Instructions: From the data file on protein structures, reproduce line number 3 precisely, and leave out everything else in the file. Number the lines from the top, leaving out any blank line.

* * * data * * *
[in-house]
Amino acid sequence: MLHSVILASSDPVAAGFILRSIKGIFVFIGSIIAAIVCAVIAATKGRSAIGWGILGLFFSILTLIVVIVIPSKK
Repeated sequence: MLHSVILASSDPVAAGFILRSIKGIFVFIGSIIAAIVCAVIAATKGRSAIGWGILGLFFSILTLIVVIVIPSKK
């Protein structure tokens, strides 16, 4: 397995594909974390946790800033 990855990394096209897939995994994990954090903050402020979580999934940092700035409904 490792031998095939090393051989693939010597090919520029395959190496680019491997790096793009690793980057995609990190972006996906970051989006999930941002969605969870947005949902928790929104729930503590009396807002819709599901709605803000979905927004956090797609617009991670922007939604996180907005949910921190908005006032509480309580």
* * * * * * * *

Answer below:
Repeated sequence: MLHSVILASSDPVAAGFILRSIKGIFVFIGSIIAAIVCAVIAATKGRSAIGWGILGLFFSILTLIVVIVIPSKK